Is It Finally a Good Time to Buy Your Retirement Dream Home?

If Airbnb owners decide to sell because of a drop-off in revenue, home buyers could find some good deals, though borrowing costs could still be prohibitive.

A lakeside home is lit up on night, its lights reflecting on the surface of the water.
(Image credit: Getty Images)

I don't know about you, but over the last few years, at just about every barbecue or dinner party I find myself at, the conversation inevitably turns to how high real estate prices have gotten. And just as quickly, the blame is laid at the feet of Airbnb — the short-term rental platform that gives people alternatives to traditional hotels and motels. People blame other people who snap up properties to use as Airbnbs, edging out ordinary home buyers, such as those itching to buy their retirement dream home, and contributing to the affordability crisis.

That may be about to change. In early July, a tweet by Reventure Consulting CEO and housing analyst Nick Gerli went viral when he suggested that Airbnb revenues had fallen off a cliff. “The collapse is real,” Gerli tweeted.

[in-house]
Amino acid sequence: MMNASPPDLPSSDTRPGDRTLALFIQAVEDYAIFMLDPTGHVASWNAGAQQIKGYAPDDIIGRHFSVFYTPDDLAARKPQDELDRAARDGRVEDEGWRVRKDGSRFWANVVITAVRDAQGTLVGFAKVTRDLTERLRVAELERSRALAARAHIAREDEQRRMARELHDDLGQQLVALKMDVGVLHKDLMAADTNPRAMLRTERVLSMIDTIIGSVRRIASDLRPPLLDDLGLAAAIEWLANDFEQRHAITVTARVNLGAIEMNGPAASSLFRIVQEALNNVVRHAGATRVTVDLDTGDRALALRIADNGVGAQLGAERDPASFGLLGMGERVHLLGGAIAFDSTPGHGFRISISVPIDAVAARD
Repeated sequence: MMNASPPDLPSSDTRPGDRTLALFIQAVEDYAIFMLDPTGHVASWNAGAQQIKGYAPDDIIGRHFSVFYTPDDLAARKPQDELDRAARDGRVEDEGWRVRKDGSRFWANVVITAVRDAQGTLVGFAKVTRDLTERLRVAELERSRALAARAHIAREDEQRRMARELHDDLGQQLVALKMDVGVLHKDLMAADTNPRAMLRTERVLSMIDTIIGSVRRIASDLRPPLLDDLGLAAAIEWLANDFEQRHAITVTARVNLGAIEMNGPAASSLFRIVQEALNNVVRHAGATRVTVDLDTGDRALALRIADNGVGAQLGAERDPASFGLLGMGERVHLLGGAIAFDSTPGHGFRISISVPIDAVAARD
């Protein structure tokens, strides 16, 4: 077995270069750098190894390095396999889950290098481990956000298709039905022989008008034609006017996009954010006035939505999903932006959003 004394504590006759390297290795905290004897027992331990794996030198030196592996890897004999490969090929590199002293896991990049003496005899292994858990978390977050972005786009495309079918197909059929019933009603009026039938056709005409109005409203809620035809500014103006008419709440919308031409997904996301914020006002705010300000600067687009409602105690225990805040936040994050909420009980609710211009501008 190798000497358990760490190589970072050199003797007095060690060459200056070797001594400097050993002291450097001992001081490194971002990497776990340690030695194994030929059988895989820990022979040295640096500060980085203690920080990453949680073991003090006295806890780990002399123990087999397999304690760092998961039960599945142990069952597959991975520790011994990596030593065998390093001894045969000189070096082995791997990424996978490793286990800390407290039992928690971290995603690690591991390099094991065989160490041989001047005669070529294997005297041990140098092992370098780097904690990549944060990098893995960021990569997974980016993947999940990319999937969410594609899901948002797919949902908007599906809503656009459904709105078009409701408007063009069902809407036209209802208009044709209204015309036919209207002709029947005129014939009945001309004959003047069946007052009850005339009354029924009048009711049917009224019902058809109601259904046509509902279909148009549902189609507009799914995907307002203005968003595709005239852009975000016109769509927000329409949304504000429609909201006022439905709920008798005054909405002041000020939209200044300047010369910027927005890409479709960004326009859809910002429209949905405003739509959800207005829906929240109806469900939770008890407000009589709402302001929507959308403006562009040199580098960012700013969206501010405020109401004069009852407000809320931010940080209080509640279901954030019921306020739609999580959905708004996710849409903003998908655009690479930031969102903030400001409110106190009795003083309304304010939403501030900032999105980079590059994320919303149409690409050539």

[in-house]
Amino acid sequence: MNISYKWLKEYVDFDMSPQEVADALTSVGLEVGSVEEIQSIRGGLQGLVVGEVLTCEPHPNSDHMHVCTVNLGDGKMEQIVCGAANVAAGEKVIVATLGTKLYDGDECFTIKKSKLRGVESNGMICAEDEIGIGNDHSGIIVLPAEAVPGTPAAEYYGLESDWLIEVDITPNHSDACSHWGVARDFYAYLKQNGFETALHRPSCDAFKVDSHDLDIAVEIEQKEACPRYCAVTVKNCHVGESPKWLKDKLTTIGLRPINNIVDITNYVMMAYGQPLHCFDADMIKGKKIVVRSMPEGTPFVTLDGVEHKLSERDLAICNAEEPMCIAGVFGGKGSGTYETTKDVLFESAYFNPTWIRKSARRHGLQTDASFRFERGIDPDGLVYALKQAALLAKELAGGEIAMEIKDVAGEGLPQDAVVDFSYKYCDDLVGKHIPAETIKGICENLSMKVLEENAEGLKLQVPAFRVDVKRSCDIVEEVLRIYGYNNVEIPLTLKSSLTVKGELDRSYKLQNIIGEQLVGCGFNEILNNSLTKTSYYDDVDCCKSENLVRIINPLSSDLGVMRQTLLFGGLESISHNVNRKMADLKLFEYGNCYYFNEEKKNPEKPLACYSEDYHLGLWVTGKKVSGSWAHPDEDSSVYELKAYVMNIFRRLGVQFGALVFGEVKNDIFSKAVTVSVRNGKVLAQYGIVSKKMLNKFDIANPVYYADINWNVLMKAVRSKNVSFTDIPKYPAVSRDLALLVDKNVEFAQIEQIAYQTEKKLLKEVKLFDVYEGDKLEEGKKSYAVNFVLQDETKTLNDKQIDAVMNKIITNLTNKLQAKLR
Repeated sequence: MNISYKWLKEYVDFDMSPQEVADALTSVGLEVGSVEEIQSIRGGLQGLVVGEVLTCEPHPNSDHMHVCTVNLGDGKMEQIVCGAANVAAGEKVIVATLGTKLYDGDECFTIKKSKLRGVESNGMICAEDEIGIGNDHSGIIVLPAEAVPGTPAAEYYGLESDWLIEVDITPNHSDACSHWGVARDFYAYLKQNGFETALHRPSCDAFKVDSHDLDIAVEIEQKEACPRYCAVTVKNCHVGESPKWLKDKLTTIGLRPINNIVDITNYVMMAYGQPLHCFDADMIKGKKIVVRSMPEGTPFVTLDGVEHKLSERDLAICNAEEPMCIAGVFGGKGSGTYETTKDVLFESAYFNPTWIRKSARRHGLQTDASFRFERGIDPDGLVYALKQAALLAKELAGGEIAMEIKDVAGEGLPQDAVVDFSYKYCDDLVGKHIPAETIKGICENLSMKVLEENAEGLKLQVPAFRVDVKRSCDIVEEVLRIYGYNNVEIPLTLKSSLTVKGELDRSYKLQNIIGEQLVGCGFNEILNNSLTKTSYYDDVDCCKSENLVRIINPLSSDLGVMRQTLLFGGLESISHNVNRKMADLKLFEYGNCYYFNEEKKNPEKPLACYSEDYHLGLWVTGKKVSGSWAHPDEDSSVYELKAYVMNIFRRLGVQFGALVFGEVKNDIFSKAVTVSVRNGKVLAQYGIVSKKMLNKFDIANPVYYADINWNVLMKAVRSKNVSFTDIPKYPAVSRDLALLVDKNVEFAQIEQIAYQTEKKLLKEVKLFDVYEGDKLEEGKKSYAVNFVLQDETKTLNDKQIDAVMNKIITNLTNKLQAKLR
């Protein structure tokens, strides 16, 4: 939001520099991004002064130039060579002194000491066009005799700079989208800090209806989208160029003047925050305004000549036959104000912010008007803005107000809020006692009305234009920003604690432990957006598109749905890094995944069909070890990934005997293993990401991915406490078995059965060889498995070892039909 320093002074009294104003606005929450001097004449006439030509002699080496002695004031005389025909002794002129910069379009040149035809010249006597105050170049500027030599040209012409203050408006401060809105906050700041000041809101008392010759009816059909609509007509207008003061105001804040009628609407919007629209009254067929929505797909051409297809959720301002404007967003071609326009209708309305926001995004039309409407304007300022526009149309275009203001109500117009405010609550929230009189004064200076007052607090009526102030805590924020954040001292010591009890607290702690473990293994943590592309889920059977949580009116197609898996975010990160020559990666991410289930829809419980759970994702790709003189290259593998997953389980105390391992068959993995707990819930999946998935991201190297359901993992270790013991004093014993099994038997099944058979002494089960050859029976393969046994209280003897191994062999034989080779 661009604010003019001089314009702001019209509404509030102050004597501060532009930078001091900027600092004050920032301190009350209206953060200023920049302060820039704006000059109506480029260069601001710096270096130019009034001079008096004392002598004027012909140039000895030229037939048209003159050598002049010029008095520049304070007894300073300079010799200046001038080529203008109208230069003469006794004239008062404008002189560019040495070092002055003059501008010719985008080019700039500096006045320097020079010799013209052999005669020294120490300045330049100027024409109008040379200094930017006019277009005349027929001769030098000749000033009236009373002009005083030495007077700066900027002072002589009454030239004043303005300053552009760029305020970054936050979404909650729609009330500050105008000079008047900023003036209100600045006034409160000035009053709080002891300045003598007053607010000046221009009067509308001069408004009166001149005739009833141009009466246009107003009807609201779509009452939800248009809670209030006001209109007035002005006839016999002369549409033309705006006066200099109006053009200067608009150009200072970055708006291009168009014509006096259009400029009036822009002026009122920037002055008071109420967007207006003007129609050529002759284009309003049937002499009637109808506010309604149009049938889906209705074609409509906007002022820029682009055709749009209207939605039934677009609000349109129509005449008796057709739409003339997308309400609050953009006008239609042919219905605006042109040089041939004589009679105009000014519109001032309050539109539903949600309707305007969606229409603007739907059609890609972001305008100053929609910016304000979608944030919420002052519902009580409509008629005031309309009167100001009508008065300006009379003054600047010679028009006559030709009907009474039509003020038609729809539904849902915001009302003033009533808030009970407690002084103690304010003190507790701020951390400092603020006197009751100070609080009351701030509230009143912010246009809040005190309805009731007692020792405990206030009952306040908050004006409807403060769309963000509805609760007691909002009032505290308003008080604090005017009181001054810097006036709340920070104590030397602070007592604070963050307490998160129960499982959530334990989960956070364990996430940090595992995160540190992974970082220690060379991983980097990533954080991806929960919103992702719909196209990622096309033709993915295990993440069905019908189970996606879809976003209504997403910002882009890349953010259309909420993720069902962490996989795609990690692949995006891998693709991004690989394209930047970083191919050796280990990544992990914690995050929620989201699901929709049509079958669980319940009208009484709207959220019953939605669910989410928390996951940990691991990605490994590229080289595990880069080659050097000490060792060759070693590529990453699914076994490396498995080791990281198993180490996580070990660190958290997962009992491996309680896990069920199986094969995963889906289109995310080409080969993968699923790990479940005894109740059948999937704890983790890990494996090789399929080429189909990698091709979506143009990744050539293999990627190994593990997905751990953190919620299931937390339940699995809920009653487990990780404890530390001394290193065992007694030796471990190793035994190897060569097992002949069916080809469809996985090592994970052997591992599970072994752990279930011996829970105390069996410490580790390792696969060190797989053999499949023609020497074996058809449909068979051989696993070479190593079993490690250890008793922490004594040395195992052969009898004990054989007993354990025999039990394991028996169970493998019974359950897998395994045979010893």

According to him, hot markets like Phoenix and Austin are particularly hard-hit. If true, could this mean disillusioned Airbnb hosts will start dumping their properties, creating buying opportunities for frustrated home buyers?

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Retirement dreams in sight?

Exorbitant housing prices have forced many Americans to put off buying the retirement home of their dreams. The S&P/Case Schiller U.S. National Home Price Index is up 41% since March 2020, when the COVID-19 pandemic first hit.

Obviously, there are a lot of factors that have contributed to the housing unaffordability crisis, and Airbnb is just one of them. By some estimates, short-term rentals contribute only 1% to 4% to the overall real estate price increases. Still, forced selling in some very desirable markets could lead to deals, and buyers who've been on the sidelines could soon have a good opportunity.

But before you leap, make sure you understand the dynamics of today's real estate market. Things may have changed from the last time you were a property buyer. Here are a few things to consider.

The end of free money